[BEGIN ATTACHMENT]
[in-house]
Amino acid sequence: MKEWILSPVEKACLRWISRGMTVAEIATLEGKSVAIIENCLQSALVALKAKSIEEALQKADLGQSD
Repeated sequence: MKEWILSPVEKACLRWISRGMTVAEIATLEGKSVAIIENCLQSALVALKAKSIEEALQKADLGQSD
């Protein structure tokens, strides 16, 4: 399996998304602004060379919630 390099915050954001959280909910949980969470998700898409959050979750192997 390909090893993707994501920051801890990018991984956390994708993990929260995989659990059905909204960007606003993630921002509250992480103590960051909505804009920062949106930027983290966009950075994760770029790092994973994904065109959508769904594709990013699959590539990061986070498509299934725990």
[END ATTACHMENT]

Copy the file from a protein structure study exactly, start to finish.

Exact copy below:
[in-house]
Amino acid sequence: MKEWILSPVEKACLRWISRGMTVAEIATLEGKSVAIIENCLQSALVALKAKSIEEALQKADLGQSD
Repeated sequence: MKEWILSPVEKACLRWISRGMTVAEIATLEGKSVAIIENCLQSALVALKAKSIEEALQKADLGQSD
């Protein structure tokens, strides 16, 4: 399996998304602004060379919630 390099915050954001959280909910949980969470998700898409959050979750192997 390909090893993707994501920051801890990018991984956390994708993990929260995989659990059905909204960007606003993630921002509250992480103590960051909505804009920062949106930027983290966009950075994760770029790092994973994904065109959508769904594709990013699959590539990061986070498509299934725990």